Thomas Lane and J. Alexander Kueng, two of the former Minneapolis police officers recently charged in the death of George Floyd, had been working as cops for less than four days when the deadly incident occurred, according to their attorneys.
While perhaps technically true, previously released records show that Lane and Kueng were hired by the Minneapolis Police Department in February 2019 and became full officers in December of that year. The citations appear to be a reference to their time on the beat.
Lane and Kueng appeared in a Hennepin County courtroom on Thursday–their first appearances in their respective cases. Their defense teams argued the brevity of their time on active-duty as part of an ultimately unsuccessful attempt to have their bail reduced.
Kueng’s lawyer Thomas Plunkett argued that Floyd’s death occurred during the since-fired officer’s third shift. He requested leniency and $200,000 bail without conditions but was denied.
Plunkett said that Kueng told his told fellow officers “you shouldn’t do that,” in response to the way Floyd was being treated by the other cops. Footage, however, shows that Keung himself took some part in the restraint used against Floyd as he lay dying.
Similarly, Lane’s lawyer Earl Gray argued that since it was only his client’s fourth day on the job, it was “unreasonable” to expect him to try and remove former officer Derek Chauvin’s leg from Floyd’s neck. Gray “repeatedly” referenced that time frame during the Thursday morning hearing, according to local CBS affiliate WCCO.
Gray claimed that his client had asked Chauvin if Floyd should be rolled over and consistently argued the case his client was weak.
He added that Lane had attempted to perform CPR on Floyd while he was in the ambulance. “Where is the willful intent?” Gray asked.
“What was my client supposed to do but follow what his training officer said?” he asked the judge. “Is that aiding and abetting a crime?”
Gray requested bail be set at $50,000; that request was also denied.
The defense attorney later elaborated on his thoughts before a press assemblage outside of the courtroom.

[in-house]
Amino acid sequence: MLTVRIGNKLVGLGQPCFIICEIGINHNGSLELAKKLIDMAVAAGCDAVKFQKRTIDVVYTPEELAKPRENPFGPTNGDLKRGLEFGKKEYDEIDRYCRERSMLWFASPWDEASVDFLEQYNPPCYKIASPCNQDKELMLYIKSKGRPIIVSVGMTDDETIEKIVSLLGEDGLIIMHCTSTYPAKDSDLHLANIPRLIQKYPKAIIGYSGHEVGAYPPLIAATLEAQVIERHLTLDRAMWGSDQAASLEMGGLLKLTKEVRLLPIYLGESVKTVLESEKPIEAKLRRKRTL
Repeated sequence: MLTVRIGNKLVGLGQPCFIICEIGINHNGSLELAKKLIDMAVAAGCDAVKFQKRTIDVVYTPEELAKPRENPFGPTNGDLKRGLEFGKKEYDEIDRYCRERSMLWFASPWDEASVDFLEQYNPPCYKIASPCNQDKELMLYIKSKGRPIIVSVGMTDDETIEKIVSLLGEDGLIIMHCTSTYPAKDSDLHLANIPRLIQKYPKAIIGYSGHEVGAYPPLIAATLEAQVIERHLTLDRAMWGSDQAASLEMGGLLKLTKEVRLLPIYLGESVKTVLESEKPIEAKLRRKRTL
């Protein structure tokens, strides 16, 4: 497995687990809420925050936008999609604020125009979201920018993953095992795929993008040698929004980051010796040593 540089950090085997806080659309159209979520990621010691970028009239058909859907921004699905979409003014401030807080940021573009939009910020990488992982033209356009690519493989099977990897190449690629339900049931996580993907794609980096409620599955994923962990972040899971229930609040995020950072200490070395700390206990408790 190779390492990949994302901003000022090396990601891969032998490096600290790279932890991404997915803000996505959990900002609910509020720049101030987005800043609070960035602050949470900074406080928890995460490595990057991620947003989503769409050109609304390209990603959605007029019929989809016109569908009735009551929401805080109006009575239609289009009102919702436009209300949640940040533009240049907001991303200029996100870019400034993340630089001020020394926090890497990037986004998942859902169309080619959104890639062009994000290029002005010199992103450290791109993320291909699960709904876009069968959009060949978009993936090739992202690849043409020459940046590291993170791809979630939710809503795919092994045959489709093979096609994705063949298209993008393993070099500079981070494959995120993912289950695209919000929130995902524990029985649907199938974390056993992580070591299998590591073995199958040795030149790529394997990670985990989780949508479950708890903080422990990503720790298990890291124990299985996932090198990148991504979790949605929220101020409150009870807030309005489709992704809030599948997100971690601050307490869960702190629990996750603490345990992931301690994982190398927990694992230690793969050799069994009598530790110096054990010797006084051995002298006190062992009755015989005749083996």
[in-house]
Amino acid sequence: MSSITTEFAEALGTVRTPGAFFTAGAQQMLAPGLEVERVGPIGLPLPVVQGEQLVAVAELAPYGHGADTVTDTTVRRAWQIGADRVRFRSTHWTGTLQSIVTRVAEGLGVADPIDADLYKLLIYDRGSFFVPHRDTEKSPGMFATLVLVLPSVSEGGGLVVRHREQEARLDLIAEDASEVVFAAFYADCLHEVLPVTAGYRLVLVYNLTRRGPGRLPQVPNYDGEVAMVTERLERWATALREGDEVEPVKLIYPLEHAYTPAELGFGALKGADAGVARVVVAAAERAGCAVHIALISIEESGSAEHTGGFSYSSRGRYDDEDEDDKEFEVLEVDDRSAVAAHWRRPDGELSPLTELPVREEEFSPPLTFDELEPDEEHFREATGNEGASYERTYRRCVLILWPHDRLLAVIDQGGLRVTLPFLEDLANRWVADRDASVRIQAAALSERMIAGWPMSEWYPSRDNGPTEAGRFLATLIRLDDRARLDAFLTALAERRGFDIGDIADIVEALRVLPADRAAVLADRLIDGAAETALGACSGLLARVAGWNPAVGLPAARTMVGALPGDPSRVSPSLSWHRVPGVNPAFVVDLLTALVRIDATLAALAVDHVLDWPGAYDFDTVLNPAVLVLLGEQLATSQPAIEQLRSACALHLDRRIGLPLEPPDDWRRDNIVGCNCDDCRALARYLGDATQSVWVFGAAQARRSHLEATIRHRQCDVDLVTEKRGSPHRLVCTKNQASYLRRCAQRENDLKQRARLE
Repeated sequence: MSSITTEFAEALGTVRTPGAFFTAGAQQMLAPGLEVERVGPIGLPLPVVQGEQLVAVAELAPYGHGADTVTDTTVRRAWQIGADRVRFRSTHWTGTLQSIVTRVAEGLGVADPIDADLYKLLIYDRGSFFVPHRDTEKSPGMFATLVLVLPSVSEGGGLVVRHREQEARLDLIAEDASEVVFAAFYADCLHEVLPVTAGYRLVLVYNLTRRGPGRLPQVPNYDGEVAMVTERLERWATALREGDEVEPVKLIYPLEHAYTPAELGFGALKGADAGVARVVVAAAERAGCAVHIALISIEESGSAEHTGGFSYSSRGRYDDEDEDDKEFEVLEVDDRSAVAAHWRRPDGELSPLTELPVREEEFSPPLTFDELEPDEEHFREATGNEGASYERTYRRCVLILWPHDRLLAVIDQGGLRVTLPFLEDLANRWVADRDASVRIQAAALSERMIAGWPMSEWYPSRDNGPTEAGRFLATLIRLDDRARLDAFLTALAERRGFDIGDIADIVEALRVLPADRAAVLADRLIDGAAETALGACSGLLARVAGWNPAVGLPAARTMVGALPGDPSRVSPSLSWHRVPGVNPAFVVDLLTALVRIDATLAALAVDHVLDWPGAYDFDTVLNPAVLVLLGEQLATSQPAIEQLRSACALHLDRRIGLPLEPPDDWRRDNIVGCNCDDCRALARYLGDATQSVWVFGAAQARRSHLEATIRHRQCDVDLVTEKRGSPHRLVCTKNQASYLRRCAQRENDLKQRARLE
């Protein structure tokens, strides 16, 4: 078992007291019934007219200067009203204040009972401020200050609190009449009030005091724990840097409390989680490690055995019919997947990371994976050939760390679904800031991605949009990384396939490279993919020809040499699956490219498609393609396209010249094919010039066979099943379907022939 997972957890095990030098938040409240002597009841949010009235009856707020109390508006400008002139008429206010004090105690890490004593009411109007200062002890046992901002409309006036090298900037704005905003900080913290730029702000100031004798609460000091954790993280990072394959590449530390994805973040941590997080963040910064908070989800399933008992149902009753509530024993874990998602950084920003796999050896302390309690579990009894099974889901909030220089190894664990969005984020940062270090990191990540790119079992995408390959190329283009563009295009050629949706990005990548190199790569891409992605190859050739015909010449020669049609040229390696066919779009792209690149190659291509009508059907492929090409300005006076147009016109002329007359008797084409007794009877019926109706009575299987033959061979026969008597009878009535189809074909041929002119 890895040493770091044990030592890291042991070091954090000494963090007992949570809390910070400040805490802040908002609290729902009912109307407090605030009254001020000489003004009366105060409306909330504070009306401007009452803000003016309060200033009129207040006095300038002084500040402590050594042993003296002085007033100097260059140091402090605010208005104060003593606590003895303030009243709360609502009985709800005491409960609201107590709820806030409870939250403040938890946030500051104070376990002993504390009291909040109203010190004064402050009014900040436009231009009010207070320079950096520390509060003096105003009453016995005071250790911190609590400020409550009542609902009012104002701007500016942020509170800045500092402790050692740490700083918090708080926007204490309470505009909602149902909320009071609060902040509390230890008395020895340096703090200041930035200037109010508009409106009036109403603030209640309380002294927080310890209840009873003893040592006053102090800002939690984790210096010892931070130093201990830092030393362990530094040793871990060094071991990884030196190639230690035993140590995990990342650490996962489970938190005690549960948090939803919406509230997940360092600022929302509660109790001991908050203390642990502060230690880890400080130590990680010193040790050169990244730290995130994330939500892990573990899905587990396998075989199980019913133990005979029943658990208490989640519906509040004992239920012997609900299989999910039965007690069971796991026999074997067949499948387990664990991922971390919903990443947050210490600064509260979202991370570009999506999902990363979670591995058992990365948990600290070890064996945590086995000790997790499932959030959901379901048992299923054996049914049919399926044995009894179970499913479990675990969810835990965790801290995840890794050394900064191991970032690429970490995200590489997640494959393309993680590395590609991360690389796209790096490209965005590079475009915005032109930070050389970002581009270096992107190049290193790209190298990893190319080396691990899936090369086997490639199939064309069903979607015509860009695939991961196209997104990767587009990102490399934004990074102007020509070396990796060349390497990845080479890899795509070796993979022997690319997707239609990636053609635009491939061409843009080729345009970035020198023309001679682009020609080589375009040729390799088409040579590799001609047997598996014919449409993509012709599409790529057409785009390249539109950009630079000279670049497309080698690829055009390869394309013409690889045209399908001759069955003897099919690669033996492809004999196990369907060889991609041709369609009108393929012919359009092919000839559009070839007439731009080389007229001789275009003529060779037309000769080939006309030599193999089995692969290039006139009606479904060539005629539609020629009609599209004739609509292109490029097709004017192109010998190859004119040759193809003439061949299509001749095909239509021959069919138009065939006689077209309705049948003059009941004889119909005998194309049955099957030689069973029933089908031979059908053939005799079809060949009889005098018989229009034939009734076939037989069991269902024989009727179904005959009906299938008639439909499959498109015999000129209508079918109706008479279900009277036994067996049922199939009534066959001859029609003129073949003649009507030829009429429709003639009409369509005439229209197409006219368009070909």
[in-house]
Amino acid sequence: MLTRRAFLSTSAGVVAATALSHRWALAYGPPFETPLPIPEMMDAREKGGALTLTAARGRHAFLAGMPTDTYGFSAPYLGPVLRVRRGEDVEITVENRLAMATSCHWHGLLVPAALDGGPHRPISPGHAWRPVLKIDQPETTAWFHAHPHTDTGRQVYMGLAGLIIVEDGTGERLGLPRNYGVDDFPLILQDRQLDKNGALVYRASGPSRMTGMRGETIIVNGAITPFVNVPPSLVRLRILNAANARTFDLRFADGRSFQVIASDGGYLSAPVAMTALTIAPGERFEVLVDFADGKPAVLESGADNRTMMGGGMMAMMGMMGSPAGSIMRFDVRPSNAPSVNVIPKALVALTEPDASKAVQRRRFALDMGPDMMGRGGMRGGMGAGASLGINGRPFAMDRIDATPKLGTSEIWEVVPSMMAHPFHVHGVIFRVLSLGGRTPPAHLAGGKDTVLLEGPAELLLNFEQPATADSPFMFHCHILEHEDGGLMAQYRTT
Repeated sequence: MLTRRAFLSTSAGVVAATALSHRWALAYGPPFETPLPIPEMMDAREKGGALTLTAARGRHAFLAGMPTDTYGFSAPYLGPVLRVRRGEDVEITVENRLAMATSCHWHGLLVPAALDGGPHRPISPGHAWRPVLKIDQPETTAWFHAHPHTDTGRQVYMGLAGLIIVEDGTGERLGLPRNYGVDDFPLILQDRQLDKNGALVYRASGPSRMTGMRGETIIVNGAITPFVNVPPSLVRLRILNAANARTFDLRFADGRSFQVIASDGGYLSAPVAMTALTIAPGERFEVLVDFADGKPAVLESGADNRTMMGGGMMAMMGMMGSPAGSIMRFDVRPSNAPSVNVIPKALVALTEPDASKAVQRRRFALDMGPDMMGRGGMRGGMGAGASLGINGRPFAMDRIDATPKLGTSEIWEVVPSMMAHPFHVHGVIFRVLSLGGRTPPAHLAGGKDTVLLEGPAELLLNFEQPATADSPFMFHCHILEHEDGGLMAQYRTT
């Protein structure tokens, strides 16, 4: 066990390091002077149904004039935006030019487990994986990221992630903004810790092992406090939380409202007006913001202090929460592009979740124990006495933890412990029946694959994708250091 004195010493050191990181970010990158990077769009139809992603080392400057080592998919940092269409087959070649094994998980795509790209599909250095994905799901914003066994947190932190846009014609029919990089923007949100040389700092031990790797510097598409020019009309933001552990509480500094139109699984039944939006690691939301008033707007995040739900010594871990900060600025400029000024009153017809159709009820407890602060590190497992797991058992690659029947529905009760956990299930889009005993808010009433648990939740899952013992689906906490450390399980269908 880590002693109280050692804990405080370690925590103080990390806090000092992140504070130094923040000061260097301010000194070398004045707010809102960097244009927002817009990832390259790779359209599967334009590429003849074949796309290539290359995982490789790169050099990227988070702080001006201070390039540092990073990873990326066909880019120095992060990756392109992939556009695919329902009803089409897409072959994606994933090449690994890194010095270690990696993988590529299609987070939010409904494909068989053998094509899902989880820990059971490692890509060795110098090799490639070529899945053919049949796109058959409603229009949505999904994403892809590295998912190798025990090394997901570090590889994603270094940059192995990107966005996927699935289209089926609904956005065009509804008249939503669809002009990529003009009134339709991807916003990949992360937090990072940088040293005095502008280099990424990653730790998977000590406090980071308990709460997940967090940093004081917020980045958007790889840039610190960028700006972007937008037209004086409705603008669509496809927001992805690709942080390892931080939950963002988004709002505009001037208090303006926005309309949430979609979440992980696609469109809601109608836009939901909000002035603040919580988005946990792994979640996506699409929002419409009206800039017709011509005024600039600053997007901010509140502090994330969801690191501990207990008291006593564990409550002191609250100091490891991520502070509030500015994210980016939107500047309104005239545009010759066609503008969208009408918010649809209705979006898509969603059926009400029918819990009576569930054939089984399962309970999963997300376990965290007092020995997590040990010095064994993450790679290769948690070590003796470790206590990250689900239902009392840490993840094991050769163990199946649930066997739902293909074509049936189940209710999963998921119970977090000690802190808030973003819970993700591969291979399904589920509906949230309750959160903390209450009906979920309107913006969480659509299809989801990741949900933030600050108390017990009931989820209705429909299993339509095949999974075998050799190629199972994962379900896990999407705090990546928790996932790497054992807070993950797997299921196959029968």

“I’m not claiming that he was following orders,” Gray said in response to a question from CNN’s Josh Campbell. “I’m claiming that he thought what he was doing was right. Because he asked a training officer: ‘Should we roll him over?’ Twice. You’ve got to have criminal intent for second-degree murder. And, frankly, this is bullshit.”
Lane, Kueng and Tou Thao were charged with aiding and abetting second-degree murder and aiding and abetting third-degree manslaughter by Minnesota authorities on Wednesday in a series of criminal complaints that also saw Chauvin’s original third-degree murder charge upgraded.
Chauvin was charged with second-degree murder but not the version that requires a showing of intent. Rather, he was charged with the Minnesota version of so-called “felony murder.”
His amended criminal complaint alleges the former police officer committed second degree murder under the theory that Floyd’s death was expressly unintentional but occurred during the course of committing a separate felony–assault in the third degree.
In a hard-to-watch clip viewed by millions of people, Chauvin can be seen sharply pressing his knee into the back of Floyd’s neck for several minutes before he loses consciousness. Floyd repeatedly cries out: “I can’t breathe” and pleads for his “mama” to no avail.
Thao is also seen in the original video–standing and watching while Floyd lost consciousness.
Later footage and photographs of the incident showed that Kueng and Lane were also involved in restraining Floyd prior to his death.
Judge Scoggin ultimately agreed with the recommendation by Minnesota Assistant Attorney General Matthew Frank to set the three recently-charged ex-cops with unconditional bail at $1 million apiece and bail at $750,000 apiece with certain conditions.
Their next court appearance is scheduled for June 29.
[image via Hennepin County Sheriff’s Office]
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